Of all powers given to local governments, the power to zone is one of the most significant. Zoning dictates everything that gets built in a locality—and thus effectively dictates all of the key activities that take place within it. Nationwide, most zoning codes were adopted in the first half of the twentieth century. Many, including the zoning codes of New York City and Chicago, were significantly revised in the 1960s. While these codes have been revised piecemeal, just a few American cities have undergone a comprehensive revision: replacing the old code with a completely new one.
A comprehensive rezoning can allow a city to remake itself by casting off outdated requirements and codifying community priorities such as equity, sustainability, and vibrancy. Comprehensive revisions have the most promise in cities where growth is stagnant or where the economy is depressed. In those places, a zoning overhaul can signal a fresh start to attract new development and provide opportunities for creative place-making.
Given the struggling state of many American cities, it is surprising that so few have thrown off the shackles of their outdated zoning codes. And given the promise of comprehensive rezonings, it is surprising that not a single law review article deals squarely with the topic. This Article provides the first law review treatment of this critically important issue.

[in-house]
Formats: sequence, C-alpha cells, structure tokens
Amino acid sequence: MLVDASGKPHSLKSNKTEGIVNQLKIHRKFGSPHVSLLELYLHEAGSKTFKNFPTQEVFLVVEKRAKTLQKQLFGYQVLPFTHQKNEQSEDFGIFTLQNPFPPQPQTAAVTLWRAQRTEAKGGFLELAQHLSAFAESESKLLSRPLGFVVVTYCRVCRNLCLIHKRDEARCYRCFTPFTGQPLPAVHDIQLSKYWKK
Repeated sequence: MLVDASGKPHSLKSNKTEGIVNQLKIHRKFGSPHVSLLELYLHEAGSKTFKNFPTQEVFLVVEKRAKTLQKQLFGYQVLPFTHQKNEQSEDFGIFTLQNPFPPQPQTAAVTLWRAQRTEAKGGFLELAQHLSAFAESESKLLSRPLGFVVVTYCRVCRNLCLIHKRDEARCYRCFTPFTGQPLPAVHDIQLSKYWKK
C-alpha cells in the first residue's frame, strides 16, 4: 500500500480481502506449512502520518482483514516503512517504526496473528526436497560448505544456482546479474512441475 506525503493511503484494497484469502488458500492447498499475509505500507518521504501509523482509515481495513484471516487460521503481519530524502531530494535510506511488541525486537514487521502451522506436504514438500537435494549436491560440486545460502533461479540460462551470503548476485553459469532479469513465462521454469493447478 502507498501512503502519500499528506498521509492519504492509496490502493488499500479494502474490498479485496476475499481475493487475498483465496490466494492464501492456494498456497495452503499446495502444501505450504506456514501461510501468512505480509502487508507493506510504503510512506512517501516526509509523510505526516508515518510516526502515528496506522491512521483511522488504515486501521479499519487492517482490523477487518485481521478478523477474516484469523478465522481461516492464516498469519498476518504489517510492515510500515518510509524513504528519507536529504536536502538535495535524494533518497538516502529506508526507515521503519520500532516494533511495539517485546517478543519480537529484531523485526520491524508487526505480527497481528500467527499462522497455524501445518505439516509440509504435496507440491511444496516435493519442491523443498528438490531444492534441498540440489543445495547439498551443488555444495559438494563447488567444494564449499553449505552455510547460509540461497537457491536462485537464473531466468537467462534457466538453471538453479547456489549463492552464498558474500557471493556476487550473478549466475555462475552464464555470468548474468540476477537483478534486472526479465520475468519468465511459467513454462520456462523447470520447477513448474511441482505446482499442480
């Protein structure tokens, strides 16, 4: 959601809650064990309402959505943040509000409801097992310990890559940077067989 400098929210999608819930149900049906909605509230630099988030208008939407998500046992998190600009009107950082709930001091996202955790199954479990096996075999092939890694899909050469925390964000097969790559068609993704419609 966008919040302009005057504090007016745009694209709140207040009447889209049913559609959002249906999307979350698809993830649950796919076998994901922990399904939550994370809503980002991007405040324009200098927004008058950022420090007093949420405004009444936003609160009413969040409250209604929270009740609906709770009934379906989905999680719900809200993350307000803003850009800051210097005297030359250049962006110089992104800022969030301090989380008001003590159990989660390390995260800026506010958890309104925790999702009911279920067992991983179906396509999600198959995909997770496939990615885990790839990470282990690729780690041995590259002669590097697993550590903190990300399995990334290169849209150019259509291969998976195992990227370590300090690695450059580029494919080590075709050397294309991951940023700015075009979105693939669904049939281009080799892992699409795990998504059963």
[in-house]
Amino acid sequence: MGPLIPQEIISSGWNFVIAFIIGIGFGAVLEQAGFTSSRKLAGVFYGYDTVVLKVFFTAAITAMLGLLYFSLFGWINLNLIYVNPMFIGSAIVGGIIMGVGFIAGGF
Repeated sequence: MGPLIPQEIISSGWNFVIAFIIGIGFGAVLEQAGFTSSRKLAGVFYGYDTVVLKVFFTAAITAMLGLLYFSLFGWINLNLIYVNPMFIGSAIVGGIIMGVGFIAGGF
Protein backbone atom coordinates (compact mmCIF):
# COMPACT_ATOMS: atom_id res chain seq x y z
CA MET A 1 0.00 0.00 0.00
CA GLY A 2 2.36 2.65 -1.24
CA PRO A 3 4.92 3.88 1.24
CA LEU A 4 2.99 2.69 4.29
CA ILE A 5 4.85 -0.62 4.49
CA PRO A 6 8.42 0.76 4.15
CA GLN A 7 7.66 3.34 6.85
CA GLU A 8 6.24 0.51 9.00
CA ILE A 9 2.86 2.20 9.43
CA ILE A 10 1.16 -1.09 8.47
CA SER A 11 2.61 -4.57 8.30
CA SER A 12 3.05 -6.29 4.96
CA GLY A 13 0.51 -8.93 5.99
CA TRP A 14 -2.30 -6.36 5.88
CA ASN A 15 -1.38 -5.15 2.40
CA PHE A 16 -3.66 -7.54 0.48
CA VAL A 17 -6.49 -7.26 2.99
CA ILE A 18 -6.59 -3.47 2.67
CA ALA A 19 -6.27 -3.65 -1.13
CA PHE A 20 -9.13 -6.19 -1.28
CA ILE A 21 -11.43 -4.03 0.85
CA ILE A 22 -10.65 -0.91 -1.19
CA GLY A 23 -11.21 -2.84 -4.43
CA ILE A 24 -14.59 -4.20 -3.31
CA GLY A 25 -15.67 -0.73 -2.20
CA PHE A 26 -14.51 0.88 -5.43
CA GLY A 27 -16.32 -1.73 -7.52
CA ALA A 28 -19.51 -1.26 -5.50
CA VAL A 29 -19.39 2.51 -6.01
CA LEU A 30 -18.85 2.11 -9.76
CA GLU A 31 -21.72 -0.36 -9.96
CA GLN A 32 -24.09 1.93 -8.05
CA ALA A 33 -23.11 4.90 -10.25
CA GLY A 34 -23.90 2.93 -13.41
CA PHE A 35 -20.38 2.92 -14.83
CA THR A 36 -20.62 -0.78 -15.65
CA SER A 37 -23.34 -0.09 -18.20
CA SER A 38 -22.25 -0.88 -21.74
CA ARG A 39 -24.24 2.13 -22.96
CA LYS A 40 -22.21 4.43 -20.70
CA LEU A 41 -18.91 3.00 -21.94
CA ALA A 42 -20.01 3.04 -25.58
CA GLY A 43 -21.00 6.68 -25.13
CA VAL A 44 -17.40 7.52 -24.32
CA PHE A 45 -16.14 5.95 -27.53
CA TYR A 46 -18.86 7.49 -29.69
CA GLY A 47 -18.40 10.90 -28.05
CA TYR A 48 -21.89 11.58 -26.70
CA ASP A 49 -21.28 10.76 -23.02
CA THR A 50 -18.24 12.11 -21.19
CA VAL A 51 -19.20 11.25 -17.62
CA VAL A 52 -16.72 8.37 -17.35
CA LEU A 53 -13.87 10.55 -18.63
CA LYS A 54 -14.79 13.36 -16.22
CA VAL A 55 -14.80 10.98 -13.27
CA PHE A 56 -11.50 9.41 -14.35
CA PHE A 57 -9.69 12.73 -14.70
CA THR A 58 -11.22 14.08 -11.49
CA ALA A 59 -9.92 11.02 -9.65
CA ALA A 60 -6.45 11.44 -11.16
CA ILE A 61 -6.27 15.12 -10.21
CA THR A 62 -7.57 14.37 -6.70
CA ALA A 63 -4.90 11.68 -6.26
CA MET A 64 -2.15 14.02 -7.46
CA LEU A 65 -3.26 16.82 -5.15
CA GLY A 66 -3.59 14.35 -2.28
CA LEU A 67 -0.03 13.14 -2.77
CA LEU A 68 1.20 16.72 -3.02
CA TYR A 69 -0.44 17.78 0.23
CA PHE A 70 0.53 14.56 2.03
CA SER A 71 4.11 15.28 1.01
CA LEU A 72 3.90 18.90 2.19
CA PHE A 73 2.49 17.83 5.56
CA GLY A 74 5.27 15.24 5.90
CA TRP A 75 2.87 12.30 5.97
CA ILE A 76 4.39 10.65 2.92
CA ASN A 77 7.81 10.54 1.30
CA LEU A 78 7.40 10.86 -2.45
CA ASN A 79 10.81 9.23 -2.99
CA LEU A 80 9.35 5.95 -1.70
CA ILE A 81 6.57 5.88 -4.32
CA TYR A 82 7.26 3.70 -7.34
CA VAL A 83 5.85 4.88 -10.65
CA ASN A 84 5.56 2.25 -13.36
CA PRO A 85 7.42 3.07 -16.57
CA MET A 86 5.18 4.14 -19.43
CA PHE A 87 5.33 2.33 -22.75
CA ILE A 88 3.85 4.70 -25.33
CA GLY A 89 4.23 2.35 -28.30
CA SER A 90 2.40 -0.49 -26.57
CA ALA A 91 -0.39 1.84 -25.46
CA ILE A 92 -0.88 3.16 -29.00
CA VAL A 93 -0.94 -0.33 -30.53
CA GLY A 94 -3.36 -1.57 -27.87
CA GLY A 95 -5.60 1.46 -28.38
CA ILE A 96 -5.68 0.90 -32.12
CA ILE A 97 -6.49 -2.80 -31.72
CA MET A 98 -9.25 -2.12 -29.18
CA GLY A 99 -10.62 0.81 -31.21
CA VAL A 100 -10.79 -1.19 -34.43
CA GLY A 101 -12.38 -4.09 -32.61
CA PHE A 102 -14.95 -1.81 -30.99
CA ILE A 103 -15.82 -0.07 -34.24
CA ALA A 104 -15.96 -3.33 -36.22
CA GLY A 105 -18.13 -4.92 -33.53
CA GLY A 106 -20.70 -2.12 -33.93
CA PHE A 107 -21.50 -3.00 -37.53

Delving deeply into recent zoning reforms of Hartford, Connecticut, this Article seeks to illustrate the power of zoning as a critical legal tool for urban revitalization. Part II provides the context for comprehensive rezonings, identifying why they may be desirable, which communities have adopted them, and what procedural and substantive issues may arise. Part III then covers four central goals that many cities share: economic growth, environmental sustainability, access and mobility, and food security. Part III also describes how Hartford used its zoning code to directly advance these goals. (In the process of rezoning, Hartford has been recognized with awards and national attention for several key decisions— including virtually eliminating parking minimums citywide.) Finally, Part IV describes some lessons learned during the rezoning process. This Article aims to encourage academics to delve further into this area of law— and to encourage policymakers to usher in new rules that promote equity, sustainability, and vibrancy.
Sara C Bronin. “Comprehensive Rezonings” BYU Law Review Vol. 2019 (2019) p. 725
Available at: https://works.bepress.com/bronin/33/

Sara C. Bronin

Associate Reporter, Restatement of the Law Fourth, Property

Sara Bronin is the Thomas F. Gallivan Endowed Chair of Real Property Law and faculty director of the Center for Energy and Environmental Law at University of Connecticut School of Law. Her work - including 3 books, a leading land use law treatise, and over a dozen scholarly articles - focuses on property, land use, historic preservation, and renewable energy law. She serves as an Associate Reporter on American Law Institute's Restatement of the Law Fourth, Property project. Professor Bronin is a licensed architect and chairs the City of Hartford’s Planning & Zoning Commission, where she has overseen sweeping, award-winning changes to the zoning, subdivision, and inland wetlands regulations.


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